there are certain even more seedy individuals out there who unfortunately will do anything they can to scam you out of your money completely.

Why doesn't Sony just sue them out of business. They're good at that.


Because it's rather hard to sue yourself out of business?

In order to Avoid Scams (1)

Shadow Wrought (586631) | more than 7 years ago | (#16681239)

Just remember that I'm the only one taking pre-orders for the PS3. Really. And due to demand you're going to need to send me at $1000 to get one. No, $2000! Yes $5000 is all it takes. Order now, and I'll even provide an extra bonnus 7th axis on your controller!

Re:In order to Avoid Scams (1)

Makk (1021441) | more than 7 years ago | (#16681507)

Ooo 7 IS better then 6 afterall.. Much as 3 IS better then 2.. Yet 'Wii' is better then $600 ;)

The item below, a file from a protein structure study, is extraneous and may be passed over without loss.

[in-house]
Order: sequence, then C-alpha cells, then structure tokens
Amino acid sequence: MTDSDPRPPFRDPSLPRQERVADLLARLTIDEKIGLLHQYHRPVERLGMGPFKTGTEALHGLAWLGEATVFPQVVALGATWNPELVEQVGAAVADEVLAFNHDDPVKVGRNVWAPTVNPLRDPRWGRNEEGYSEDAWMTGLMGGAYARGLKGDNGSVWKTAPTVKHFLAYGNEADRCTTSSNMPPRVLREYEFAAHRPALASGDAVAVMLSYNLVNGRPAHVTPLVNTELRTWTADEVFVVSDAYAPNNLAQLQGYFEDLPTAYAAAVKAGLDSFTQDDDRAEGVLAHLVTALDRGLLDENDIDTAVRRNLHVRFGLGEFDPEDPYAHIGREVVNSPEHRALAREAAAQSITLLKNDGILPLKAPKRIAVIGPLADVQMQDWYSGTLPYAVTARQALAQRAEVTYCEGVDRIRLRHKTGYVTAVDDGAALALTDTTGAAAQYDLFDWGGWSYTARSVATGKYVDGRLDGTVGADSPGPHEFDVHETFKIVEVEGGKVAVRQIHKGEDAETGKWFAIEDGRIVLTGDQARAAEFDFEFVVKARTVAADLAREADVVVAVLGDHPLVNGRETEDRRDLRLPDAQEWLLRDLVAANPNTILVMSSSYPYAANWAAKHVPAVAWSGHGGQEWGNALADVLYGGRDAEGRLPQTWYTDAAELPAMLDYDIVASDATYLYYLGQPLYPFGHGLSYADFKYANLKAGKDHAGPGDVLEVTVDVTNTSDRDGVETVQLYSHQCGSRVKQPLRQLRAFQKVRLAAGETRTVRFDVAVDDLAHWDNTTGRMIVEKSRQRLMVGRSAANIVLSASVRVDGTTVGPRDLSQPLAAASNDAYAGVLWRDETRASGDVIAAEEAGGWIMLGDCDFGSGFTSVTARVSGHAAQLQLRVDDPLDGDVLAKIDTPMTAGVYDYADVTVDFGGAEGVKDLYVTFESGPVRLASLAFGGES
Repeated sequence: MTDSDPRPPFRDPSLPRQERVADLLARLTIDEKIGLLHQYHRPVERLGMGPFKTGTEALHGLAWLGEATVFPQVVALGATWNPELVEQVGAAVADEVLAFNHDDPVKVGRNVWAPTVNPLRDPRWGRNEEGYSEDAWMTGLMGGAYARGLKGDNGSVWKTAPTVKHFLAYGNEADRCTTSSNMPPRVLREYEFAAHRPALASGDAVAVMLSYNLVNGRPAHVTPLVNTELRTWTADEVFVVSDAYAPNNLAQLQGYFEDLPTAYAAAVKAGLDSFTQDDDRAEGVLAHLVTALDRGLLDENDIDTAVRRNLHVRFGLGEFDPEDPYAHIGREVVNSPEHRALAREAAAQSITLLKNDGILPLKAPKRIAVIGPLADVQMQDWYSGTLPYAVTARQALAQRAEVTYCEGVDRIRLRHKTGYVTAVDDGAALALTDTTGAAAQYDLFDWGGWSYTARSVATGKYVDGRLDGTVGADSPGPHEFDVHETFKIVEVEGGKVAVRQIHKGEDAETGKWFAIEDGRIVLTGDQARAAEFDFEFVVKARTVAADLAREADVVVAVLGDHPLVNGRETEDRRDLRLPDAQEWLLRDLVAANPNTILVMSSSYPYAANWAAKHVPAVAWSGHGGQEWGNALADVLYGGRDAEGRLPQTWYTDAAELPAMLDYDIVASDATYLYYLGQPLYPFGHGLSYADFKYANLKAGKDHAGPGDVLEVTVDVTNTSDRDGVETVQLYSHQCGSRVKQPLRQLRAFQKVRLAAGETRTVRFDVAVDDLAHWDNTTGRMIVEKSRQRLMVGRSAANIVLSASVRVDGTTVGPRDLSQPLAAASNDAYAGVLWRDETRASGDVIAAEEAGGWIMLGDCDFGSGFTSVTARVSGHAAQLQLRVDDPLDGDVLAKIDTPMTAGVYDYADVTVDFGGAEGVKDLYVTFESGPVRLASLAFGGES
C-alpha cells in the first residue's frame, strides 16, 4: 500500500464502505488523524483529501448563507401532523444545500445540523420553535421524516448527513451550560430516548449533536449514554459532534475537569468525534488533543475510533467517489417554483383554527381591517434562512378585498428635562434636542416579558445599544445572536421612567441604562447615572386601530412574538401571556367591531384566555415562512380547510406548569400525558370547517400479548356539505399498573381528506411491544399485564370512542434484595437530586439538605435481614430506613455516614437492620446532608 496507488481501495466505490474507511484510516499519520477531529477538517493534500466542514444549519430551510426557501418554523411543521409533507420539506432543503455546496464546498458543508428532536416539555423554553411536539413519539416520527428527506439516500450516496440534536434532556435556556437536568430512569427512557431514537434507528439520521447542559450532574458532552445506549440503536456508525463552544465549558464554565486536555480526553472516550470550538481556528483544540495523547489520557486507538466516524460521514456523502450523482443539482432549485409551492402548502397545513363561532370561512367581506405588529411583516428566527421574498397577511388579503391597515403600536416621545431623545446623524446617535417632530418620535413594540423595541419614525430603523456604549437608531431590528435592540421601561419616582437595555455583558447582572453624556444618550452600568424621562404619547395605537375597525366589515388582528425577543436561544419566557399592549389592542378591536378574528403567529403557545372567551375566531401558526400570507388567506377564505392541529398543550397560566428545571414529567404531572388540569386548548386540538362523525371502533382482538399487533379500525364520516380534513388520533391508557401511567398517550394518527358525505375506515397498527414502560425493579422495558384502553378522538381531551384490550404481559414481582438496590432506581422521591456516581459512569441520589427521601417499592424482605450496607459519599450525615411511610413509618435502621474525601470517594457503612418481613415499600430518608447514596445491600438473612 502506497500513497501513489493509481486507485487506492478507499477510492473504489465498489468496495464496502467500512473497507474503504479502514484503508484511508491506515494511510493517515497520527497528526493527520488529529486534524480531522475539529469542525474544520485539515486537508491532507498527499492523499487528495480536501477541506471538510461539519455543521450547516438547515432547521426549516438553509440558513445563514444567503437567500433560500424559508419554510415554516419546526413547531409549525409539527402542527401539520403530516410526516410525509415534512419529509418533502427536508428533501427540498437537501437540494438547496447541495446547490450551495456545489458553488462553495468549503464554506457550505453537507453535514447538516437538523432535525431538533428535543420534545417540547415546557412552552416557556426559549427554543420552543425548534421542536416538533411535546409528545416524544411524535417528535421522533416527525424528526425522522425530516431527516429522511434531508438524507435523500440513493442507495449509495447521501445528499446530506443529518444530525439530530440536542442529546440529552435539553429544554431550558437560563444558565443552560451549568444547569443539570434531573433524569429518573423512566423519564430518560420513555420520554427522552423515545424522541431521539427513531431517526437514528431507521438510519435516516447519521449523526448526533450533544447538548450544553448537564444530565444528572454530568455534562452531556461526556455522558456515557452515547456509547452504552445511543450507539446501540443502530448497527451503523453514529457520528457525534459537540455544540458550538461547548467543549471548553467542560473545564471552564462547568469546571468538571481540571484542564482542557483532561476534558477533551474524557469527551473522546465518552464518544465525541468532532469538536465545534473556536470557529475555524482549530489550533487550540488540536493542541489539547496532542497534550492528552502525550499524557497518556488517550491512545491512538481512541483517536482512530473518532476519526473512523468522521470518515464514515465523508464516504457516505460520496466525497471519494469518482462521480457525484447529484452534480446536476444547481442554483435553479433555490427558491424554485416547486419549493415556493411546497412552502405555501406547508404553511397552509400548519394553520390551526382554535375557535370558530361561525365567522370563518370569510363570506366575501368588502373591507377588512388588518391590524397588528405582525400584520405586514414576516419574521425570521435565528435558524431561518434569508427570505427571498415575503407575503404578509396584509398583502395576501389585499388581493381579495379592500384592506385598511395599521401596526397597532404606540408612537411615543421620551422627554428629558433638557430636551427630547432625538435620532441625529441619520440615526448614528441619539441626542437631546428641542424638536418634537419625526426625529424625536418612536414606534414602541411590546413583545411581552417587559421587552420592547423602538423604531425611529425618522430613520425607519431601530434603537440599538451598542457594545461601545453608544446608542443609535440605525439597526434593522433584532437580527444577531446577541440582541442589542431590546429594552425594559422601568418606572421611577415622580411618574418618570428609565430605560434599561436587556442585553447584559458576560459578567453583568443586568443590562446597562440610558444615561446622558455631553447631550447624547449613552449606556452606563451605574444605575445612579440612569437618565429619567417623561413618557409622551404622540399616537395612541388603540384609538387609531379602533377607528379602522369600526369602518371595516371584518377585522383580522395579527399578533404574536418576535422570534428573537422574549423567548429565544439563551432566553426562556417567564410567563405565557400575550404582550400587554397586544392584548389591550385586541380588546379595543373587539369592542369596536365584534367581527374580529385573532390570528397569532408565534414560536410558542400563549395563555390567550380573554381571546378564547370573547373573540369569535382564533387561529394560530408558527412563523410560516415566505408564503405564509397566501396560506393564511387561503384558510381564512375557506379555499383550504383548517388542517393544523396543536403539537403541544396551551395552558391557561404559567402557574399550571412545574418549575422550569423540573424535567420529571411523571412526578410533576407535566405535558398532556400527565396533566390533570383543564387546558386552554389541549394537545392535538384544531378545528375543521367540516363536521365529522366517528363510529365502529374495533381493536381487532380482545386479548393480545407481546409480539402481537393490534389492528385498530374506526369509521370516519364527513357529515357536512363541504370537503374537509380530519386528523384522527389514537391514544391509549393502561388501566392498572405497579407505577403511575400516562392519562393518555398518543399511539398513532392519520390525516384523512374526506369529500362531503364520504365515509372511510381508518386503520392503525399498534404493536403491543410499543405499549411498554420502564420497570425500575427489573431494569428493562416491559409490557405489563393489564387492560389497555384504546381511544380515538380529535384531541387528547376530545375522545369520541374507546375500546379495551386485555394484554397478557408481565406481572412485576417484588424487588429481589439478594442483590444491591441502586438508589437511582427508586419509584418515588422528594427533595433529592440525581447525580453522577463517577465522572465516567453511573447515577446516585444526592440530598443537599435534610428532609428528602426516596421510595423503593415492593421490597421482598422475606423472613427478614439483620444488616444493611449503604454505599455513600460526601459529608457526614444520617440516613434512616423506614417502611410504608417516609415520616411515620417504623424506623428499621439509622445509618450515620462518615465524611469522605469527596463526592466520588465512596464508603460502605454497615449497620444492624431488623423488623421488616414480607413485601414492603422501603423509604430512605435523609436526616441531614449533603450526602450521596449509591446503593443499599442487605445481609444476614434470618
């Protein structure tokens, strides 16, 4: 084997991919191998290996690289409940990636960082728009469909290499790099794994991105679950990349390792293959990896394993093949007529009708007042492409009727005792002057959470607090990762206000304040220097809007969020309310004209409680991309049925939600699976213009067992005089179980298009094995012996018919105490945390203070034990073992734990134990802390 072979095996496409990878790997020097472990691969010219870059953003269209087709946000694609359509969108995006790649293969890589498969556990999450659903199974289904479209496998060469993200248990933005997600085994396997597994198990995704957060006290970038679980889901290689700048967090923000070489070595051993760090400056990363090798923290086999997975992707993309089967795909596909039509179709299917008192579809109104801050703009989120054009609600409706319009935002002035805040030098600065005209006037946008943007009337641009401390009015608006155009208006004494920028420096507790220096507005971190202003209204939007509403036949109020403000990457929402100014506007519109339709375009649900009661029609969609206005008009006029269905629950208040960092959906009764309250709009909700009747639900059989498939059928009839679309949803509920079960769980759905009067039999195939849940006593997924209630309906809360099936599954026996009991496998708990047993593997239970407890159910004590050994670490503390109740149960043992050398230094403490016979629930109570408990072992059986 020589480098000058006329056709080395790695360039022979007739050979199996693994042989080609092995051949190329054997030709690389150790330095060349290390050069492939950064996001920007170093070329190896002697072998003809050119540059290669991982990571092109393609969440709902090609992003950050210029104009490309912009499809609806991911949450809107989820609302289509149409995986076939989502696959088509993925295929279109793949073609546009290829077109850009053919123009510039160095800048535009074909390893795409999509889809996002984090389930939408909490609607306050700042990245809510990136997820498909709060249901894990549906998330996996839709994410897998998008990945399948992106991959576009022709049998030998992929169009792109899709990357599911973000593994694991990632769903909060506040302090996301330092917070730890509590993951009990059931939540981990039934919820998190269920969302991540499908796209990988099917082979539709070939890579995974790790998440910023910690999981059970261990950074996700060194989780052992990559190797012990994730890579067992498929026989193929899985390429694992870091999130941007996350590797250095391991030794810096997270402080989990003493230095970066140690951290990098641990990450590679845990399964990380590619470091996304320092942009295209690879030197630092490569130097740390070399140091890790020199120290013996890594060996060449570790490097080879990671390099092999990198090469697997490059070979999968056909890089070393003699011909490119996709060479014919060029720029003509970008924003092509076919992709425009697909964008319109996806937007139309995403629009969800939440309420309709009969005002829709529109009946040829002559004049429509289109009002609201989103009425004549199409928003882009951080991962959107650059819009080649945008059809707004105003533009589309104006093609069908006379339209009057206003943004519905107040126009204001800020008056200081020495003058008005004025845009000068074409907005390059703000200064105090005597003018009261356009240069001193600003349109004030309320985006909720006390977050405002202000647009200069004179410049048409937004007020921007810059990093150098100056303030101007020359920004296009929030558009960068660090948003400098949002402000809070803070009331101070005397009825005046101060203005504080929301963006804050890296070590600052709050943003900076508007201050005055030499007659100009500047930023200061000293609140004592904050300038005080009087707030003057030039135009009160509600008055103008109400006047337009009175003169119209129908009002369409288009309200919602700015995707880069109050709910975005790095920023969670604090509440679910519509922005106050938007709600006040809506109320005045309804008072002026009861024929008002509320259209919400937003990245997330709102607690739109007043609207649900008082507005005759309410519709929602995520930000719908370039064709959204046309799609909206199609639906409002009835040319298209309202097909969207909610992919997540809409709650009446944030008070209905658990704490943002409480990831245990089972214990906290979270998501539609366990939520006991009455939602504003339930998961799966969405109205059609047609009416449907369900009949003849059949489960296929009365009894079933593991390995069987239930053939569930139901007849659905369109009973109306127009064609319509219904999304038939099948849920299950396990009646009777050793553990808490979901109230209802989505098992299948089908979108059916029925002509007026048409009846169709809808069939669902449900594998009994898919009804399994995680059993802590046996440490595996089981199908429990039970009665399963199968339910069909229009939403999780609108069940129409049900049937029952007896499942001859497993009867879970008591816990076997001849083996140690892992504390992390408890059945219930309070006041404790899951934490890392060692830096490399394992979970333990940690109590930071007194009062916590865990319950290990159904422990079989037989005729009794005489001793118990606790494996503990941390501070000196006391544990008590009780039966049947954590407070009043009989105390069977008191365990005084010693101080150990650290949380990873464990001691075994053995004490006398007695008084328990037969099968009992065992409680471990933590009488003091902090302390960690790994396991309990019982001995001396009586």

Are they talking about themselves? (1)

kinglink (195330) | more than 7 years ago | (#16681791)

"Beyond that, however, there are certain even more seedy individuals out there who unfortunately will do anything they can to scam you out of your money completely. They know that some consumers get desperate when it comes to purchasing a newly launched console and they'll do anything they can to exploit that."

Also on the desk of the big wig who typed that up, a report on how lowering projection creates more pandamonium, citing the PS2 launch. It sounds like the scams they are citing are their current business strategy to create more hype for their console and blu-ray.